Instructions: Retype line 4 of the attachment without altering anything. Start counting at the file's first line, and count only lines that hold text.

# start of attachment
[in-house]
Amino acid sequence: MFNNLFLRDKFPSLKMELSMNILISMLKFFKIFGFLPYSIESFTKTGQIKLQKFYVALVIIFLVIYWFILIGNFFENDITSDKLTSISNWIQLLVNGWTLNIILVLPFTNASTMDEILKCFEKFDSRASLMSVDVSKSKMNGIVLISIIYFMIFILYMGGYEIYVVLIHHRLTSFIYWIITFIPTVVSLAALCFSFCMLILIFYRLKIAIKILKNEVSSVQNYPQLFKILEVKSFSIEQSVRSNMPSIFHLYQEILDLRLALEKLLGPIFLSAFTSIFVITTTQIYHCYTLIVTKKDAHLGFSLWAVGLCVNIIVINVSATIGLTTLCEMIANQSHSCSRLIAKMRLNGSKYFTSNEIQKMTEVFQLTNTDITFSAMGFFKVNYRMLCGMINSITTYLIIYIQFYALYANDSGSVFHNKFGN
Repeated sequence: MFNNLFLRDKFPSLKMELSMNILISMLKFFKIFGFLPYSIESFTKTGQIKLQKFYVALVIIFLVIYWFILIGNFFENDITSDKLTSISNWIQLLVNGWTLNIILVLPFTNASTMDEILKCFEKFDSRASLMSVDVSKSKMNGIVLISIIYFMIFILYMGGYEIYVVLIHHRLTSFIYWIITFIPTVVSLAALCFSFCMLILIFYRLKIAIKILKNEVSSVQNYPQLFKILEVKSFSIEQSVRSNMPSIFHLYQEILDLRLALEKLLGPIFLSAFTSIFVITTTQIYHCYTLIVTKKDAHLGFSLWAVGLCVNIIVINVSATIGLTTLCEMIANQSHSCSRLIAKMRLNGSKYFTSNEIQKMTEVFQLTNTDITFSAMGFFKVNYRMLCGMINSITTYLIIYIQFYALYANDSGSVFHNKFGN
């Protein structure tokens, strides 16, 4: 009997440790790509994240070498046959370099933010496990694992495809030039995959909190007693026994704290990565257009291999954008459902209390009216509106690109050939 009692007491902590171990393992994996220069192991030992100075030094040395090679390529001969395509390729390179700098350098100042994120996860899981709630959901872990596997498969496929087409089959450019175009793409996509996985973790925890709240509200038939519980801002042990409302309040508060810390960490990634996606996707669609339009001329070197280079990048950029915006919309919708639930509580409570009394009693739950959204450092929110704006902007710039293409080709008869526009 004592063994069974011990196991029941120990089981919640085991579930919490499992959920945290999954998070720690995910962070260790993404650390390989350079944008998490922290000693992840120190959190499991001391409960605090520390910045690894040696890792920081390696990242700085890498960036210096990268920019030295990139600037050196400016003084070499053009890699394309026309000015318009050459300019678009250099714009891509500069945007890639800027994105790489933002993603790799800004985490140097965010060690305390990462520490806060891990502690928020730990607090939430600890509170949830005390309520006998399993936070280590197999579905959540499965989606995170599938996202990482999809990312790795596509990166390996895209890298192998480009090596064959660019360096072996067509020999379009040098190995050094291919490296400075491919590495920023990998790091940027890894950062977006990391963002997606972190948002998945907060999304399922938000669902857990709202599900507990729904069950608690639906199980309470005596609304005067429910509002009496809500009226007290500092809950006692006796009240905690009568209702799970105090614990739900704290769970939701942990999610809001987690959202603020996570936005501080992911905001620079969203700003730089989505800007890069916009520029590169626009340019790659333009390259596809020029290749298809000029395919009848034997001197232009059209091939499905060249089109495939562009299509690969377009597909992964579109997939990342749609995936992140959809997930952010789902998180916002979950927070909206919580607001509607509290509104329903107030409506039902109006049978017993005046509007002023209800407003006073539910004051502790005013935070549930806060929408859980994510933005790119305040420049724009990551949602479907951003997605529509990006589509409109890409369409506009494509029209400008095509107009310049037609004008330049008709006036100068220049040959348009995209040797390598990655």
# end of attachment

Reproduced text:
């Protein structure tokens, strides 16, 4: 009997440790790509994240070498046959370099933010496990694992495809030039995959909190007693026994704290990565257009291999954008459902209390009216509106690109050939 009692007491902590171990393992994996220069192991030992100075030094040395090679390529001969395509390729390179700098350098100042994120996860899981709630959901872990596997498969496929087409089959450019175009793409996509996985973790925890709240509200038939519980801002042990409302309040508060810390960490990634996606996707669609339009001329070197280079990048950029915006919309919708639930509580409570009394009693739950959204450092929110704006902007710039293409080709008869526009 004592063994069974011990196991029941120990089981919640085991579930919490499992959920945290999954998070720690995910962070260790993404650390390989350079944008998490922290000693992840120190959190499991001391409960605090520390910045690894040696890792920081390696990242700085890498960036210096990268920019030295990139600037050196400016003084070499053009890699394309026309000015318009050459300019678009250099714009891509500069945007890639800027994105790489933002993603790799800004985490140097965010060690305390990462520490806060891990502690928020730990607090939430600890509170949830005390309520006998399993936070280590197999579905959540499965989606995170599938996202990482999809990312790795596509990166390996895209890298192998480009090596064959660019360096072996067509020999379009040098190995050094291919490296400075491919590495920023990998790091940027890894950062977006990391963002997606972190948002998945907060999304399922938000669902857990709202599900507990729904069950608690639906199980309470005596609304005067429910509002009496809500009226007290500092809950006692006796009240905690009568209702799970105090614990739900704290769970939701942990999610809001987690959202603020996570936005501080992911905001620079969203700003730089989505800007890069916009520029590169626009340019790659333009390259596809020029290749298809000029395919009848034997001197232009059209091939499905060249089109495939562009299509690969377009597909992964579109997939990342749609995936992140959809997930952010789902998180916002979950927070909206919580607001509607509290509104329903107030409506039902109006049978017993005046509007002023209800407003006073539910004051502790005013935070549930806060929408859980994510933005790119305040420049724009990551949602479907951003997605529509990006589509409109890409369409506009494509029209400008095509107009310049037609004008330049008709006036100068220049040959348009995209040797390598990655």